LONG BEACH, Calif. (KABC) -- There have been 31 dead gray whales on the West Coast so far this year. The alarming death toll already marks the third largest gray-whale mortality total on record. Twenty one of those gray whales were in California.
"Of the 21 in California, we've had three ship-struck whales in the San Francisco Bay Area. Two or three are in the Los Angeles harbor area," Justin Greenman of the National Oceanic and Atmospheric Administration said.
The carcass of a whale was found near the Port of Long Beach late last month. Given it's the season for whales to migrate through the West Coast on the their way North, the NOAA fears things could go from bad to worse.
"We're certainly concerned with the numbers we're seeing," Greenman said.
Greenman says along with the uptick in dead whales, they are seeing malnourished, skinny whales which he says could mean that since coming off the endangered species list some 25 years ago, their ballooning population is far outpacing their food supply.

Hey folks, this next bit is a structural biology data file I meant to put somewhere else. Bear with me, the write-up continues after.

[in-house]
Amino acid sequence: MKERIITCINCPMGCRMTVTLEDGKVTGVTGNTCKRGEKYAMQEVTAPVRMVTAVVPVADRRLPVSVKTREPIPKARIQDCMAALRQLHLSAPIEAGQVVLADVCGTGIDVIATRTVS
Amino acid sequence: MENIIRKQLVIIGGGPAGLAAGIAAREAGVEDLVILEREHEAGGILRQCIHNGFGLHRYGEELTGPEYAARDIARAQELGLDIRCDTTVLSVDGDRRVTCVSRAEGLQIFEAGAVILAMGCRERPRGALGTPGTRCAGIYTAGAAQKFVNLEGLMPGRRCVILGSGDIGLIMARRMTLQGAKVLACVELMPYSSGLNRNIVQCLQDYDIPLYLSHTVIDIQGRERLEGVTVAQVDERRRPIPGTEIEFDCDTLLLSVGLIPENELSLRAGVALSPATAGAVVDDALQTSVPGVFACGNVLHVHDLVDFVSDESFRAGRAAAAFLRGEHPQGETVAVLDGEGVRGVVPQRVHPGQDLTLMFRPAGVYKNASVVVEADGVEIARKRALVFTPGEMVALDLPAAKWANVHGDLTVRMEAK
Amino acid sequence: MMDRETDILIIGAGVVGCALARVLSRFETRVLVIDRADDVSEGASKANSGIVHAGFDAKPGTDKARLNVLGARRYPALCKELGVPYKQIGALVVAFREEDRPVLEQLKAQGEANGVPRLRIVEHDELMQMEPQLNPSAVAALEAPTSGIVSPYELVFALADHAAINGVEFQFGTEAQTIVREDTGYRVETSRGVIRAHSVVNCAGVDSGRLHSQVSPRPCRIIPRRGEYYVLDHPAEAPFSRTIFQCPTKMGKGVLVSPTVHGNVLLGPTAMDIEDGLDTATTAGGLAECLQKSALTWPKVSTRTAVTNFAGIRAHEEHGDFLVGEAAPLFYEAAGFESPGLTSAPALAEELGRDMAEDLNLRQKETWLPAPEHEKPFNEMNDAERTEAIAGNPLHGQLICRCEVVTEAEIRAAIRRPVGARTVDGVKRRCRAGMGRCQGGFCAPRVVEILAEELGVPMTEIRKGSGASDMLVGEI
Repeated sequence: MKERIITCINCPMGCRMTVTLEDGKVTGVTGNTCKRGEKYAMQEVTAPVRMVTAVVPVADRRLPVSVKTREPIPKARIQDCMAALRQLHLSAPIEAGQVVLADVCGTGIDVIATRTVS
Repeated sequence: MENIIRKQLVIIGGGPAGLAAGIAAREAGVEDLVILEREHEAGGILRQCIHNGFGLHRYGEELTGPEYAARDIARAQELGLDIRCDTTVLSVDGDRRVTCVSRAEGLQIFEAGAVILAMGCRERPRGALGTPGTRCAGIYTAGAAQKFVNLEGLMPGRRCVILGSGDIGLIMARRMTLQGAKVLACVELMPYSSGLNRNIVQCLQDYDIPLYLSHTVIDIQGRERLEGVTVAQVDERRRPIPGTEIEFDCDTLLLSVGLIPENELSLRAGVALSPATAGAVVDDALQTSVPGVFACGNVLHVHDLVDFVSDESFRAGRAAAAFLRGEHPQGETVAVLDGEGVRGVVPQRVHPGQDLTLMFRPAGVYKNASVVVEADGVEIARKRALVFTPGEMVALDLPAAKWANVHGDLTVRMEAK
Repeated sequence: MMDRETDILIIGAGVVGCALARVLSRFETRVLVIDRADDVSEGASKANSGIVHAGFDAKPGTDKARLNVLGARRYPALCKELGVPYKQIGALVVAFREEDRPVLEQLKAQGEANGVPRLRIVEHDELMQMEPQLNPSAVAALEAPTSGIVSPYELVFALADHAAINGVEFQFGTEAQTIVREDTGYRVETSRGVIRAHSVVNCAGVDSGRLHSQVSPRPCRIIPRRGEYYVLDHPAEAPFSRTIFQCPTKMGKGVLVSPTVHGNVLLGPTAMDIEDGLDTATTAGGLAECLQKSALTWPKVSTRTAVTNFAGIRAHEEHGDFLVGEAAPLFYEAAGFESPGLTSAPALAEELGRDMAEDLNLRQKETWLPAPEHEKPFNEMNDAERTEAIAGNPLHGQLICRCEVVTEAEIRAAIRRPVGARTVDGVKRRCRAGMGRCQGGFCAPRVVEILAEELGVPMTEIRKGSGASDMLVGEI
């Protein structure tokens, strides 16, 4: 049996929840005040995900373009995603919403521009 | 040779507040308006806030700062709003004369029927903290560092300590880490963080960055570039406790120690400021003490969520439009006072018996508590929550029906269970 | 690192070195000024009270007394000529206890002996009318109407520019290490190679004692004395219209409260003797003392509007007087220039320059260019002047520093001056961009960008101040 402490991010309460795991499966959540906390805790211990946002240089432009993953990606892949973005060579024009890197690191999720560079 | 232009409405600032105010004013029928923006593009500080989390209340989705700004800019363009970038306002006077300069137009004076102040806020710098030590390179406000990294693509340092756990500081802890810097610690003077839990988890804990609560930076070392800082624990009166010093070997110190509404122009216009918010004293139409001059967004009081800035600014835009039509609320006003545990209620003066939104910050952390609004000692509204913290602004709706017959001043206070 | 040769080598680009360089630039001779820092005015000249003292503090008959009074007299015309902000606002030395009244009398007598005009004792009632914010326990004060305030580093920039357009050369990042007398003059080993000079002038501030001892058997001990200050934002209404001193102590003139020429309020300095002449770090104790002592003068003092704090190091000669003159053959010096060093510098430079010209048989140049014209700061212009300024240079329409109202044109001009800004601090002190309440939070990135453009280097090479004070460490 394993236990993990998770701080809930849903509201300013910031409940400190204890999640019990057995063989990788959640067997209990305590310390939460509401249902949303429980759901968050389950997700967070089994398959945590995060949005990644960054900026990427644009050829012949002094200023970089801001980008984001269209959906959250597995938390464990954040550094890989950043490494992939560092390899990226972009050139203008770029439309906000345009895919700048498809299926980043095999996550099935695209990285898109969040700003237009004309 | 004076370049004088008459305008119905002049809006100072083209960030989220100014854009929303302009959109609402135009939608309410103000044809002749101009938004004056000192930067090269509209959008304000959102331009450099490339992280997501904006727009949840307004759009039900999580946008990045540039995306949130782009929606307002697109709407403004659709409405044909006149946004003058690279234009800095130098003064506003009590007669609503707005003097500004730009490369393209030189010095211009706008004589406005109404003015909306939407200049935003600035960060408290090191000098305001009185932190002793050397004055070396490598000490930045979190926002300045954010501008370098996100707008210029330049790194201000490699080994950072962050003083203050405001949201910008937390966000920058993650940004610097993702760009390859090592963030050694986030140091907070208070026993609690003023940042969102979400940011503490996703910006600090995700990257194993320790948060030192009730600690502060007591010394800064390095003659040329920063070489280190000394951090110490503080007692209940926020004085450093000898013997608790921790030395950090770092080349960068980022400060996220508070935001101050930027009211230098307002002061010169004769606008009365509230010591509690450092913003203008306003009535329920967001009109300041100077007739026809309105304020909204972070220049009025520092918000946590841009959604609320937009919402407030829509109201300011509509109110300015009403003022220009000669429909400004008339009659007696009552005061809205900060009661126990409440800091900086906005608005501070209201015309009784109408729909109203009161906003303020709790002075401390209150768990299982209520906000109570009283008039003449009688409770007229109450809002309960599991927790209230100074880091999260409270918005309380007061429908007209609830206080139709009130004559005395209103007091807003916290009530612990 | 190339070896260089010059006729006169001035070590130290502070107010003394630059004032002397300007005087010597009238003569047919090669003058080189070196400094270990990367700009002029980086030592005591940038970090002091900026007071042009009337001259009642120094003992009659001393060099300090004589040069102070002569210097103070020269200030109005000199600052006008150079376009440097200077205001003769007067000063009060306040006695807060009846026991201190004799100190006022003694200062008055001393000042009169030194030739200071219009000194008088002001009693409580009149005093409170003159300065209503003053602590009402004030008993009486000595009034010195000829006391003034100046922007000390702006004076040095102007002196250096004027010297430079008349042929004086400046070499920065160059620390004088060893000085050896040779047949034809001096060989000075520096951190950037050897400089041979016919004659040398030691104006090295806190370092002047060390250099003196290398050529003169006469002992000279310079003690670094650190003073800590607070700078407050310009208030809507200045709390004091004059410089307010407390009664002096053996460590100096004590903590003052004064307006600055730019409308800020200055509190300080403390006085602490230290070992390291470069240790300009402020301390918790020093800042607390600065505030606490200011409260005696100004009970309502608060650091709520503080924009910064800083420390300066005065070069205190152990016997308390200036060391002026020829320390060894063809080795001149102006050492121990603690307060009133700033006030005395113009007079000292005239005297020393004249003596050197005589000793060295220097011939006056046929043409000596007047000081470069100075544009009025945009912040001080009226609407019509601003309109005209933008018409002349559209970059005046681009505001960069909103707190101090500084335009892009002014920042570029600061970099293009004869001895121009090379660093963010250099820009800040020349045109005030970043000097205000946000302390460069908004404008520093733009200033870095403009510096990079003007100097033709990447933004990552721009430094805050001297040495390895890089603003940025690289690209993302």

"So many whales in our rebounding population - the food just can't maintain that population," Greenman said.
NOAA officials said that since the gray whales can't find their typical food source in deeper waters, they are migrating closer to shore on the West Coast looking for new food sources. That's a problem they must address. They say a similar dilemma cropped up nearly 20 years ago leaving nearly 90 whales dead - the worst on record.
"What we can do is try to decrease the compounding effects of vessel collisions and fisheries interactions with the whales," Greenman said. Four gray whales this year were hit by ships because they were in waters that people aren't used to seeing them in.
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